17 April 2020
It is a bright and breezy April day. If I look up from my laptop and out through the window, I can see the tops of the trees swaying in the wind. I can hear sparrows chirping and the jackdaws that nest on my chimney are bickering away as usual. My cat, Nutmeg, is asleep and warming my feet. I feel content, rested, and very fortunate to have such a home – especially now.
Home is the building I inhabit and have made my own (although let’s be honest, Nutmeg is the one who calls the shots here) and it is also the immediate community. Oddly enough in these past few weeks I have become closer to, not more distant from, my neighbours. We ask after each other as we put out the bins and pull out the weeds; have friendly shouted conversations from our doorways. The intergenerational nature of the village has also become more noticeable to me since we’ve been told to stay at home and avoid unnecessary journeys. In the past three weeks I’ve had more conversations with one of my neighbours, who is in his eighties, than I’ve had with him in the previous nearly-four years of me living here. He’s always gone for walks around the village and surrounding countryside during the day, but I didn’t know this before because I was away at work. It’s interesting to me how this virus has shaken up our everyday temporalities, spatialities and relationships.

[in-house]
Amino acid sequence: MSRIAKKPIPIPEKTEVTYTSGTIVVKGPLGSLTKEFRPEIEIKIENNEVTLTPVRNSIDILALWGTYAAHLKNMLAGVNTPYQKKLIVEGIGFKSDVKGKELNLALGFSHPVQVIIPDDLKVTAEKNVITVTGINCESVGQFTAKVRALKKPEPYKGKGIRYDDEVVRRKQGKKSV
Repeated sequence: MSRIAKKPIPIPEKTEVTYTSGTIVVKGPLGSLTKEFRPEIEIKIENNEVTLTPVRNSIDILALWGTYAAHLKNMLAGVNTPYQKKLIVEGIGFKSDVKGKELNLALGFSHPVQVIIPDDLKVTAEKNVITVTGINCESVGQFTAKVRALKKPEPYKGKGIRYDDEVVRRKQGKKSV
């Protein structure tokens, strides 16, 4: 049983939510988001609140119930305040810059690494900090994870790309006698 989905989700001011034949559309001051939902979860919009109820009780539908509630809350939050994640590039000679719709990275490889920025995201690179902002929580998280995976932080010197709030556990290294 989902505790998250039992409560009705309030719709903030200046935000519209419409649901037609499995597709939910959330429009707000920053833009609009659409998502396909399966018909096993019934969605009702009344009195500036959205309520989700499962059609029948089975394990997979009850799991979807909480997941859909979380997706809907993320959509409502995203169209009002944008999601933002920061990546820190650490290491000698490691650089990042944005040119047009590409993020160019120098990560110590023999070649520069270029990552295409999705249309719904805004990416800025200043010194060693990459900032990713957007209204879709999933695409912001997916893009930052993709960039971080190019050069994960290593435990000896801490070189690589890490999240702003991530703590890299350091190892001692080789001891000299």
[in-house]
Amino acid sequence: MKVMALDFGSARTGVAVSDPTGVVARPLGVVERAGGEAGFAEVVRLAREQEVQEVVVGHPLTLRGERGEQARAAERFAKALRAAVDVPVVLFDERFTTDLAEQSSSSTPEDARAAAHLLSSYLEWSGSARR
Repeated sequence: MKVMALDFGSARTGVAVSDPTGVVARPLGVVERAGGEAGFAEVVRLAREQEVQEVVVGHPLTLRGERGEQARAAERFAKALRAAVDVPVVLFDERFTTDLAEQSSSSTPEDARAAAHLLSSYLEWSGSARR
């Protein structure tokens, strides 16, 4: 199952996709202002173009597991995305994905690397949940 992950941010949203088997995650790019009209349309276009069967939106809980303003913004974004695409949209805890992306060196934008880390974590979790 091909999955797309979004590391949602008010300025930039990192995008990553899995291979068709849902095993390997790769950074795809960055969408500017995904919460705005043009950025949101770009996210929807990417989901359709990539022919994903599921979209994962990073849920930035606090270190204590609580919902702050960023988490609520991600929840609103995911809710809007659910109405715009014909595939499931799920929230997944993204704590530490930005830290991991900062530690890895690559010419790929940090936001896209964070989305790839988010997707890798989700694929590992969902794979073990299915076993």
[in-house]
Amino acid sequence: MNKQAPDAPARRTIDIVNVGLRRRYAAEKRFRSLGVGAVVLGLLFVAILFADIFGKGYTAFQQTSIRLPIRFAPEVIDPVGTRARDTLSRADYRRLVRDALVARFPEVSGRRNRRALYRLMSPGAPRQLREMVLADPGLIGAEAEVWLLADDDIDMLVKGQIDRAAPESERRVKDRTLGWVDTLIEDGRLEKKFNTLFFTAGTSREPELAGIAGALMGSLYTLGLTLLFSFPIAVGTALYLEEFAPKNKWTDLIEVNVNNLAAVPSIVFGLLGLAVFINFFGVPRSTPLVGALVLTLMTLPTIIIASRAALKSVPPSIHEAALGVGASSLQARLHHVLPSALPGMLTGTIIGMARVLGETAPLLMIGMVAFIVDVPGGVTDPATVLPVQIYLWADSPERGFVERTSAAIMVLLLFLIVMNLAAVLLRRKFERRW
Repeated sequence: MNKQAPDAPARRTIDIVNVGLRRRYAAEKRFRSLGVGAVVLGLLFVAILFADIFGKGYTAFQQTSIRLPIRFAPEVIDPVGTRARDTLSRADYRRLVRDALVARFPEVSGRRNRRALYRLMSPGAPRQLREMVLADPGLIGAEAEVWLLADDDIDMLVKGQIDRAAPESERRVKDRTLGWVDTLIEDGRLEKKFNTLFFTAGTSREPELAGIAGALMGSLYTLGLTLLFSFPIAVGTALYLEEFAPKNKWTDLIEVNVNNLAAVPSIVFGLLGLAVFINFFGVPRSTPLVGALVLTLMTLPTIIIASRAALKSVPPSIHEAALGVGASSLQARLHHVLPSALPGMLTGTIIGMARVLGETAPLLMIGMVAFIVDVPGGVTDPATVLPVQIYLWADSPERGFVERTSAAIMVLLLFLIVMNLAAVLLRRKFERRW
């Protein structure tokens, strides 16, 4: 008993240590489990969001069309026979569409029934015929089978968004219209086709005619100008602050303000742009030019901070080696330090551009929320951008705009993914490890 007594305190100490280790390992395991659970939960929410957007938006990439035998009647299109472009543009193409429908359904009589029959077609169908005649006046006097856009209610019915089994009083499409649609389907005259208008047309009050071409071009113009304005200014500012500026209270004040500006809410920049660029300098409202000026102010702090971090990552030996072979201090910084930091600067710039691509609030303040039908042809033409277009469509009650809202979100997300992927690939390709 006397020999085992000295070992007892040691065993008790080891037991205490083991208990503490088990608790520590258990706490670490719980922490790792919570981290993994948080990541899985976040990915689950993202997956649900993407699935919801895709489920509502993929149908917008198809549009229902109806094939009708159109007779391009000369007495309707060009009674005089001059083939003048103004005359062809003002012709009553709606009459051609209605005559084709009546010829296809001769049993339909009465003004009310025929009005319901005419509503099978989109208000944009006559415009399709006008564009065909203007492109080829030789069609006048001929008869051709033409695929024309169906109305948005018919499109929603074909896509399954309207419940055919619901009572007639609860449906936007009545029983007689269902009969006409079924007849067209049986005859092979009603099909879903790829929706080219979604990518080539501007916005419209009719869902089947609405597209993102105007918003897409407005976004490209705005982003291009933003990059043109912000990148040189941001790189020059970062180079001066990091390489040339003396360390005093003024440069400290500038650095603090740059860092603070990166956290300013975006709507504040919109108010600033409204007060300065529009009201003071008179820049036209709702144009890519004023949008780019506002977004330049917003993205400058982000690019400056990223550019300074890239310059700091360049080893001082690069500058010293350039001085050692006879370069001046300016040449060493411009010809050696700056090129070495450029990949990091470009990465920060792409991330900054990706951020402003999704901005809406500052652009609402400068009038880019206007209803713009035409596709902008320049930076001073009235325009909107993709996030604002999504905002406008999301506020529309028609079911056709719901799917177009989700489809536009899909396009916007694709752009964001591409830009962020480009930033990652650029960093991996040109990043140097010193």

I wonder what you remember of this/that time. How did it change you? How did it change the relationships we have with each other and what we value? Over the past few days I have been shocked at the treatment of some people during this pandemic; regarded as an afterthought, bracketed off and ‘othered’ because of their age and circumstances. I hope there is more compassion where (well, when) you are.
I want to know who and what matters to you in your life. Who do you care about? Who cares about you? Who do you spend your time with? What do you spend your time doing? What do you look forward to? What makes you annoyed?
I suppose it’s the everydayness of your life that I’m interested in. And while that’s hard for me to imagine, I know that if you can see the trees from your window, and hear the birds singing, and maybe even have a cat resting at your feet, you’ll be doing just fine.
Melanie Lovatt is a lecturer in sociology at the University of Stirling. Her research interests include ageing, time and relationships. She is currently leading the ESRC-funded project Reimagining the Future in Older Age, which uses creative methods to explore the relationship between older age and future time.